How quickly the spin changed. When secret merger talks between the Tories and Alliance first came to light, both camps were playing up how scared the Liberals would be at the new face of the right. By late last week, though, insiders had turned their energies to deflecting blame in case the merger push came to nothing. The Alliance version: Tory Leader Peter MacKay was refusing to table clear positions. The Conservative reply: Alliance Leader Stephen Harper was trying to stagemanage the negotiations too much.
When Harper went public to complain about Tory vagueness, he looked barely able to contain his frustration. And in responding, Conservative negotiator and MP Loyola Hearn didn’t bother disguising his annoyance with the Alliance leader either. Yet he didn’t refute the substance of Harper’s gripe—in fact, he confirmed it. Pressed on whether the Tories had put forward a full
set of proposals in the talks launched in late June, Hearn said,
“Clear-cut positions will be put in place at the right time and the right place.”
When that might be, he didn’t say. Whether talks would continue this weekwas also not clear. Harper is against going forward unless the Tories firm up their stance. If it comes to a blame game over who let the talks fizzle, MacKay may have the tougher case to make. After all, his caucus is badly split on merging; Harper’s stood behind him. And if, somehow, the union goes ahead, both leaders might end up out of a job: Mike Harris suddenly made it known he’s interested—and Ralph Klein is already endorsing the former Ontario premier as his favourite choice. JOHN GEDDES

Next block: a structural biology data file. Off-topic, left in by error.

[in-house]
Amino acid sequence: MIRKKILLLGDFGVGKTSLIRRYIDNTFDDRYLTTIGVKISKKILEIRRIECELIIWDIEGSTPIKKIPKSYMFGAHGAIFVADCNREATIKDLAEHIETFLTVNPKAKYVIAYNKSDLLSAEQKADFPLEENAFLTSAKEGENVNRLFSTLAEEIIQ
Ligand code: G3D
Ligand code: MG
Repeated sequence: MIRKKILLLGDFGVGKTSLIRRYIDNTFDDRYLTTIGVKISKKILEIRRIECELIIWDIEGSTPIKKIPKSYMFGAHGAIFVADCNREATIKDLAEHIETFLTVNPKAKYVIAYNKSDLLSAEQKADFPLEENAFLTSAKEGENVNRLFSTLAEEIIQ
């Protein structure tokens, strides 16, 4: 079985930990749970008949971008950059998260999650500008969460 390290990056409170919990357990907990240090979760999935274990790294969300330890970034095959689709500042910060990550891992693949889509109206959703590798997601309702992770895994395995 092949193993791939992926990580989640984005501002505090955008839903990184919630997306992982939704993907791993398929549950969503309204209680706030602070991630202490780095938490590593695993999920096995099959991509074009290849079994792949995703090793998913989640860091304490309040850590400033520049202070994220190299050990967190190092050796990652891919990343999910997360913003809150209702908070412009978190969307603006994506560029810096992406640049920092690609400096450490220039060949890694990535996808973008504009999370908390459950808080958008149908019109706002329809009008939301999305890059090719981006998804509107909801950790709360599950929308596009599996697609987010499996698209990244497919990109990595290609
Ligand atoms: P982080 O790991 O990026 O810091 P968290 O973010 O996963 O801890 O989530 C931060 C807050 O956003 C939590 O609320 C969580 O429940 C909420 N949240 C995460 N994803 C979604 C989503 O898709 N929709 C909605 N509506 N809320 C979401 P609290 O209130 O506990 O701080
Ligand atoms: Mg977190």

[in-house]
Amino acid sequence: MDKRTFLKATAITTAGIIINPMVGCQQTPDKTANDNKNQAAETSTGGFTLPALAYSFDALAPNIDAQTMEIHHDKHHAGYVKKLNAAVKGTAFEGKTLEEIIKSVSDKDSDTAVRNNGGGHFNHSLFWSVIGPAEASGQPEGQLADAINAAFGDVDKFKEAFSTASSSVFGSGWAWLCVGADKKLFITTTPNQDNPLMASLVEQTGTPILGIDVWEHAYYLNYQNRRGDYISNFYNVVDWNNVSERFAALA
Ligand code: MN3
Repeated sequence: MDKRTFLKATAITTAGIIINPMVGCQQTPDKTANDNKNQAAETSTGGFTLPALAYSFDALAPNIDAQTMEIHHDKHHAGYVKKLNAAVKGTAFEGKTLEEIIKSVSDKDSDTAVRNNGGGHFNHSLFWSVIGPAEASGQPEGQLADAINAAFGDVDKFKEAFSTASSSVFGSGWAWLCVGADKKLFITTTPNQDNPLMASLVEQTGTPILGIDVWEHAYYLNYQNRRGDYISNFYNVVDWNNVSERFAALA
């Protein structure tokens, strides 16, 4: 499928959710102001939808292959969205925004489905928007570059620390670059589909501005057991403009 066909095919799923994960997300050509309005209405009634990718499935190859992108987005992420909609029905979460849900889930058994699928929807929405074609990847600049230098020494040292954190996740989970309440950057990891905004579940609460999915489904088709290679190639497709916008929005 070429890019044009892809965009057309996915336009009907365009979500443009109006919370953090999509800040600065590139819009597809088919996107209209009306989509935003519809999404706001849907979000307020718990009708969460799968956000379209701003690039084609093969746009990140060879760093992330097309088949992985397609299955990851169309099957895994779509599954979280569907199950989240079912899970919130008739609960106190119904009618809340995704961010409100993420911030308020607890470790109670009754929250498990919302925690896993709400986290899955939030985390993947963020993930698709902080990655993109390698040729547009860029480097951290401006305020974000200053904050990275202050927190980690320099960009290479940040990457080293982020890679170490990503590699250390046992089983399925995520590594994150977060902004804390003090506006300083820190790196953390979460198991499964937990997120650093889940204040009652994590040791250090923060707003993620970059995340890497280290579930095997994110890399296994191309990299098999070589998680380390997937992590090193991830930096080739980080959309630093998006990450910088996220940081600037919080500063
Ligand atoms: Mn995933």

If it comes to a blame game
over who let
the talks fizzle, MacKay may have the tougher case to make. After all, his caucus is badly split.
Westward-ho and all that
In true prime-ministerial fashion, Paul Martin toured fireravaged B.C. last week, his first trip after locking up the Liberal leadership. Martin longs to forge a Liberal breakthrough in the West, though much will depend on the quality of candidates he can lure to run. Among those he’s trying to recruit: Winnipeg Mayor Glen Murray, former B.C. premier Ujjal Dosanjh, a New Democrat, and for ideological balance, David Emerson, head of forestry giant Canfor.
Whither Ben? Canadian Idol emcee Ben Mulroney may be back in Montreal before too long. Word is that father Brian is pushing him to host the Frenchlanguage clone Star Académie. But other friends say Hollywood is calling, maybe even in the form of TV’s ultra-flash show Entertainment Tonight.
The Canucks deny it but rumours persist that Russian billionaire Roman Abramovich is hot to buy the NHL club and GM Place from Seattle investor John McCaw. The Russian mogul recently acquired English soccer club Chelsea, and is a keen hockey fan. The story is he’d like to stock the team with Russian stars.
The story you want is part of the Maclean’s Archives. To access it, log in here or sign up for your free 30-day trial.
Experience anything and everything Maclean's has ever published — over 3,500 issues and 150,000 articles, images and advertisements — since 1905. Browse on your own, or explore our curated collections and timely recommendations.WATCH THIS VIDEO for highlights of everything the Maclean's Archives has to offer.